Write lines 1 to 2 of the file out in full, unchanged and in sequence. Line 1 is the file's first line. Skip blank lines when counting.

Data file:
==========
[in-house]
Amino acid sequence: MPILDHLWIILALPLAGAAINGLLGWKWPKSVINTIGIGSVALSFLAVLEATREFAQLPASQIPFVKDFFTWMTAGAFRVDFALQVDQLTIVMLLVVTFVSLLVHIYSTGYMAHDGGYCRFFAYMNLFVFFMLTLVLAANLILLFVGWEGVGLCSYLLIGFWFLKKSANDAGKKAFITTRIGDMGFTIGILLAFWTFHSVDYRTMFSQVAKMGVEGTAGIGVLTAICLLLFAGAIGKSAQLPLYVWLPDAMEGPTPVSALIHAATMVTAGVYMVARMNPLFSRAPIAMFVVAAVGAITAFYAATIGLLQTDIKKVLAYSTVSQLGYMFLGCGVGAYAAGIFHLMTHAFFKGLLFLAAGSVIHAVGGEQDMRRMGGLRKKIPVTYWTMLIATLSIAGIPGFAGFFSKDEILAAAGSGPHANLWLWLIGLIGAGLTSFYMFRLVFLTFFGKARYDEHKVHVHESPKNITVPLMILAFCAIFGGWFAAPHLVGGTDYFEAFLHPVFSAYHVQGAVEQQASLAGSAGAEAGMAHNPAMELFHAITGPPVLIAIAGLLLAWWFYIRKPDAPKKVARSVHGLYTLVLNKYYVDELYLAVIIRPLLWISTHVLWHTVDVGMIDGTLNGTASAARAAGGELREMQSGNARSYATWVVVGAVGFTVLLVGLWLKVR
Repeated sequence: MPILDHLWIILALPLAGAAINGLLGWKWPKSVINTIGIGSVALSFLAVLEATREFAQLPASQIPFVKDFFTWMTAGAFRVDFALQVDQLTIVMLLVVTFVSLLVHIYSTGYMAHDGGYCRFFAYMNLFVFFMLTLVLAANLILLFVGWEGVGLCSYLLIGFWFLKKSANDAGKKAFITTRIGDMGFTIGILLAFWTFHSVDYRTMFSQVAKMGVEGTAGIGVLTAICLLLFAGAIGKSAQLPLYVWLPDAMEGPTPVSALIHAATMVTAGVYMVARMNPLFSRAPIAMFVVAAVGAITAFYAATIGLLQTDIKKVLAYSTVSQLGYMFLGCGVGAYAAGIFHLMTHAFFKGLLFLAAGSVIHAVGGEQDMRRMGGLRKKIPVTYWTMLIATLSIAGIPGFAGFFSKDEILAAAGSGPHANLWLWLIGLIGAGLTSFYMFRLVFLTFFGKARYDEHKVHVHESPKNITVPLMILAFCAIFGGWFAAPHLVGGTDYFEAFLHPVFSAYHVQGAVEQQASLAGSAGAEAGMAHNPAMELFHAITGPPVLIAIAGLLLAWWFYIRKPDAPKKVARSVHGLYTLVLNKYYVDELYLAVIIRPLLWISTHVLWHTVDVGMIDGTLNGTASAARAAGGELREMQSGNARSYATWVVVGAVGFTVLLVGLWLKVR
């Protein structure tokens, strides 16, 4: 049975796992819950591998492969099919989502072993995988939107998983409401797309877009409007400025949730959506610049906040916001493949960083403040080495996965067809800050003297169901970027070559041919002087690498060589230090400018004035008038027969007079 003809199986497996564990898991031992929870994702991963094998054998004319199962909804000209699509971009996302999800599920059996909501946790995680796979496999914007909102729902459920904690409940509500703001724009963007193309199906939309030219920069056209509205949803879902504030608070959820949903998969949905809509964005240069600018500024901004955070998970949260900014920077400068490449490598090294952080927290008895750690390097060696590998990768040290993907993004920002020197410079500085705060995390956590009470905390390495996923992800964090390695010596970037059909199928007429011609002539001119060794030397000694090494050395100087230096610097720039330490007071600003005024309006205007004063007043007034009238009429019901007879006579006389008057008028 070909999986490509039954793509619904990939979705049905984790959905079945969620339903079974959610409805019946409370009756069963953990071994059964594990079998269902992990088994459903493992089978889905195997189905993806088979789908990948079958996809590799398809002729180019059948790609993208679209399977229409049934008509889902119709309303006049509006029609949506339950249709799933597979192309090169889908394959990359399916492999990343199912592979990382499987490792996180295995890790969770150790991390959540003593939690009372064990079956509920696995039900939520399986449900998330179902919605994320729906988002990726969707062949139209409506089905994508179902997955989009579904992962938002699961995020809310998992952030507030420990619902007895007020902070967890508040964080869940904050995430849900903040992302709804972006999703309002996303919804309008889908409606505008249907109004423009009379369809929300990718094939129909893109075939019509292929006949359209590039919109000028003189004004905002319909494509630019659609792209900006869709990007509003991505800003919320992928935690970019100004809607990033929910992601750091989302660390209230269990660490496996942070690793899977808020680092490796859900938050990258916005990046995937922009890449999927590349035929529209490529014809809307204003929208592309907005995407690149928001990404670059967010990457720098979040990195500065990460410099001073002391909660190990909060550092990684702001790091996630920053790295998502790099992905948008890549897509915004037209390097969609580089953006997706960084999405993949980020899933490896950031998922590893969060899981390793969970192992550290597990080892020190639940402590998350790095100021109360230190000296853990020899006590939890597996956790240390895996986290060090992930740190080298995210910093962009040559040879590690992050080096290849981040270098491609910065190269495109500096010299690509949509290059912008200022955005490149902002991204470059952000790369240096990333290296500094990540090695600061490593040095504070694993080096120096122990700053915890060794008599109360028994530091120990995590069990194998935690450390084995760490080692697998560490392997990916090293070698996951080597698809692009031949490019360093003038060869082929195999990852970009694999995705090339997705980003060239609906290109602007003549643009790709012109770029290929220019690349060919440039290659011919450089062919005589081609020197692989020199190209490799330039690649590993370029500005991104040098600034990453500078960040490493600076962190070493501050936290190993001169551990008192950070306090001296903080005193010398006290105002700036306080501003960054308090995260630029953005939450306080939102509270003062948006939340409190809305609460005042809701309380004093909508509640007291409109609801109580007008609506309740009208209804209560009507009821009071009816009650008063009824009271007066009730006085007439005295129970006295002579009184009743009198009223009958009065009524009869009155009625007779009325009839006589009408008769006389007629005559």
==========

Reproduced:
[in-house]
Amino acid sequence: MPILDHLWIILALPLAGAAINGLLGWKWPKSVINTIGIGSVALSFLAVLEATREFAQLPASQIPFVKDFFTWMTAGAFRVDFALQVDQLTIVMLLVVTFVSLLVHIYSTGYMAHDGGYCRFFAYMNLFVFFMLTLVLAANLILLFVGWEGVGLCSYLLIGFWFLKKSANDAGKKAFITTRIGDMGFTIGILLAFWTFHSVDYRTMFSQVAKMGVEGTAGIGVLTAICLLLFAGAIGKSAQLPLYVWLPDAMEGPTPVSALIHAATMVTAGVYMVARMNPLFSRAPIAMFVVAAVGAITAFYAATIGLLQTDIKKVLAYSTVSQLGYMFLGCGVGAYAAGIFHLMTHAFFKGLLFLAAGSVIHAVGGEQDMRRMGGLRKKIPVTYWTMLIATLSIAGIPGFAGFFSKDEILAAAGSGPHANLWLWLIGLIGAGLTSFYMFRLVFLTFFGKARYDEHKVHVHESPKNITVPLMILAFCAIFGGWFAAPHLVGGTDYFEAFLHPVFSAYHVQGAVEQQASLAGSAGAEAGMAHNPAMELFHAITGPPVLIAIAGLLLAWWFYIRKPDAPKKVARSVHGLYTLVLNKYYVDELYLAVIIRPLLWISTHVLWHTVDVGMIDGTLNGTASAARAAGGELREMQSGNARSYATWVVVGAVGFTVLLVGLWLKVR